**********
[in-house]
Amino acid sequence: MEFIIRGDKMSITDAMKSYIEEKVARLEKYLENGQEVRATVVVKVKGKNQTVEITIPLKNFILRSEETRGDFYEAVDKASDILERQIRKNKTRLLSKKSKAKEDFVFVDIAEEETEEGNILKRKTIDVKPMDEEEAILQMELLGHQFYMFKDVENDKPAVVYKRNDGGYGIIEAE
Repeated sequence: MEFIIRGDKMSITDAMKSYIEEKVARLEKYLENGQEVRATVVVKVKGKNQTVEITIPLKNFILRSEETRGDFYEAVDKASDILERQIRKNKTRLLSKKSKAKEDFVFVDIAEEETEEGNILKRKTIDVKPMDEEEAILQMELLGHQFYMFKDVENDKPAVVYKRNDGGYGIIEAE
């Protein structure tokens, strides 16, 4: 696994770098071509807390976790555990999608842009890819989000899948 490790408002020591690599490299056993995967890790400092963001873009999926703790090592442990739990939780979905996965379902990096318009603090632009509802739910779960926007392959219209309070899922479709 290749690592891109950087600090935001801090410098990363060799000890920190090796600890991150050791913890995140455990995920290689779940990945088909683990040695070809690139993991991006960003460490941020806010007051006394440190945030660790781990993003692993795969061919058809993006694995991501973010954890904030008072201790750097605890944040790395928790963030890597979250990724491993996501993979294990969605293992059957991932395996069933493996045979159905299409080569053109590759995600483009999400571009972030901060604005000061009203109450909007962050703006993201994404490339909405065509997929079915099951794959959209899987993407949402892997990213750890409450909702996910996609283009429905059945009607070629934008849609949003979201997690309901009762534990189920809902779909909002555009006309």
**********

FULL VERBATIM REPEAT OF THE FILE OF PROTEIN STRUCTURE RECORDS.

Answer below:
[in-house]
Amino acid sequence: MEFIIRGDKMSITDAMKSYIEEKVARLEKYLENGQEVRATVVVKVKGKNQTVEITIPLKNFILRSEETRGDFYEAVDKASDILERQIRKNKTRLLSKKSKAKEDFVFVDIAEEETEEGNILKRKTIDVKPMDEEEAILQMELLGHQFYMFKDVENDKPAVVYKRNDGGYGIIEAE
Repeated sequence: MEFIIRGDKMSITDAMKSYIEEKVARLEKYLENGQEVRATVVVKVKGKNQTVEITIPLKNFILRSEETRGDFYEAVDKASDILERQIRKNKTRLLSKKSKAKEDFVFVDIAEEETEEGNILKRKTIDVKPMDEEEAILQMELLGHQFYMFKDVENDKPAVVYKRNDGGYGIIEAE
């Protein structure tokens, strides 16, 4: 696994770098071509807390976790555990999608842009890819989000899948 490790408002020591690599490299056993995967890790400092963001873009999926703790090592442990739990939780979905996965379902990096318009603090632009509802739910779960926007392959219209309070899922479709 290749690592891109950087600090935001801090410098990363060799000890920190090796600890991150050791913890995140455990995920290689779940990945088909683990040695070809690139993991991006960003460490941020806010007051006394440190945030660790781990993003692993795969061919058809993006694995991501973010954890904030008072201790750097605890944040790395928790963030890597979250990724491993996501993979294990969605293992059957991932395996069933493996045979159905299409080569053109590759995600483009999400571009972030901060604005000061009203109450909007962050703006993201994404490339909405065509997929079915099951794959959209899987993407949402892997990213750890409450909702996910996609283009429905059945009607070629934008849609949003979201997690309901009762534990189920809902779909909002555009006309």